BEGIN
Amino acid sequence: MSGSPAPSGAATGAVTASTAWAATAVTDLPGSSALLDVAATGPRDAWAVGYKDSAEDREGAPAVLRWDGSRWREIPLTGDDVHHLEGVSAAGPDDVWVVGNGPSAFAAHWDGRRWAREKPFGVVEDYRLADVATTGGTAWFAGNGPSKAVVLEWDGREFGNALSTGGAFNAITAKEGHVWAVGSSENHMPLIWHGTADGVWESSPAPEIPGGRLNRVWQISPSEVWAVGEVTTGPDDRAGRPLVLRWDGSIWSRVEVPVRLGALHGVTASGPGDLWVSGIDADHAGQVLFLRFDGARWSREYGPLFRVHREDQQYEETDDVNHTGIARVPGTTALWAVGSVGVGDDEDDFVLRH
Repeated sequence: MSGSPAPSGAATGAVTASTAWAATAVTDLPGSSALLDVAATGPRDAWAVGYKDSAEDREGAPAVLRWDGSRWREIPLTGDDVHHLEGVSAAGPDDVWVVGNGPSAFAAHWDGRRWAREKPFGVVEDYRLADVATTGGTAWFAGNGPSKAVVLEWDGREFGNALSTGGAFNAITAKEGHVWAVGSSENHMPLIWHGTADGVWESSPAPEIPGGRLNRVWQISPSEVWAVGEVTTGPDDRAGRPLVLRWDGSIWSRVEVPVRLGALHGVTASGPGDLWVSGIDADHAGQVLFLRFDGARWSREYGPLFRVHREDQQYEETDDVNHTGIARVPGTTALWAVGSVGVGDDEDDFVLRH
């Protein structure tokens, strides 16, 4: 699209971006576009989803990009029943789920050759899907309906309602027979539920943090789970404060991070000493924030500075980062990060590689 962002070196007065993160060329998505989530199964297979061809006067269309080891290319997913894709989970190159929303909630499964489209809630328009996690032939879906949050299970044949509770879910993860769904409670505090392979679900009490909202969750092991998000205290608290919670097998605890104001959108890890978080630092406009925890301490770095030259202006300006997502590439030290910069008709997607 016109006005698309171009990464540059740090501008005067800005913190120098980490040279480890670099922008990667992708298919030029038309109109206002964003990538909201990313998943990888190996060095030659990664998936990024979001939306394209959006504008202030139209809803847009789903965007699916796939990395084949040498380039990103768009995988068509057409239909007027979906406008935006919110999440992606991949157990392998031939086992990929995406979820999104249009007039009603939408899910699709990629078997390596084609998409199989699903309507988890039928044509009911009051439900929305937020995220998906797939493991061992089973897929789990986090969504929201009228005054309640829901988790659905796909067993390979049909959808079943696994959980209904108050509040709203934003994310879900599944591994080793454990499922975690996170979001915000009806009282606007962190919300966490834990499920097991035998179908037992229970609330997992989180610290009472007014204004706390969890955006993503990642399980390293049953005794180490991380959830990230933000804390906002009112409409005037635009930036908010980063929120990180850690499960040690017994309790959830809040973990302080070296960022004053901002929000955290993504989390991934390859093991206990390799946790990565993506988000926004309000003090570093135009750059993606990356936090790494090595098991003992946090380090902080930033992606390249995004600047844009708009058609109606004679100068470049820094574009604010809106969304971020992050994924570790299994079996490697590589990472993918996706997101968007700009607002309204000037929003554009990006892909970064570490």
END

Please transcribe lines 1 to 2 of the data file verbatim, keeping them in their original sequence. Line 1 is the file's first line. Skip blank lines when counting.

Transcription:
Amino acid sequence: MSGSPAPSGAATGAVTASTAWAATAVTDLPGSSALLDVAATGPRDAWAVGYKDSAEDREGAPAVLRWDGSRWREIPLTGDDVHHLEGVSAAGPDDVWVVGNGPSAFAAHWDGRRWAREKPFGVVEDYRLADVATTGGTAWFAGNGPSKAVVLEWDGREFGNALSTGGAFNAITAKEGHVWAVGSSENHMPLIWHGTADGVWESSPAPEIPGGRLNRVWQISPSEVWAVGEVTTGPDDRAGRPLVLRWDGSIWSRVEVPVRLGALHGVTASGPGDLWVSGIDADHAGQVLFLRFDGARWSREYGPLFRVHREDQQYEETDDVNHTGIARVPGTTALWAVGSVGVGDDEDDFVLRH
Repeated sequence: MSGSPAPSGAATGAVTASTAWAATAVTDLPGSSALLDVAATGPRDAWAVGYKDSAEDREGAPAVLRWDGSRWREIPLTGDDVHHLEGVSAAGPDDVWVVGNGPSAFAAHWDGRRWAREKPFGVVEDYRLADVATTGGTAWFAGNGPSKAVVLEWDGREFGNALSTGGAFNAITAKEGHVWAVGSSENHMPLIWHGTADGVWESSPAPEIPGGRLNRVWQISPSEVWAVGEVTTGPDDRAGRPLVLRWDGSIWSRVEVPVRLGALHGVTASGPGDLWVSGIDADHAGQVLFLRFDGARWSREYGPLFRVHREDQQYEETDDVNHTGIARVPGTTALWAVGSVGVGDDEDDFVLRH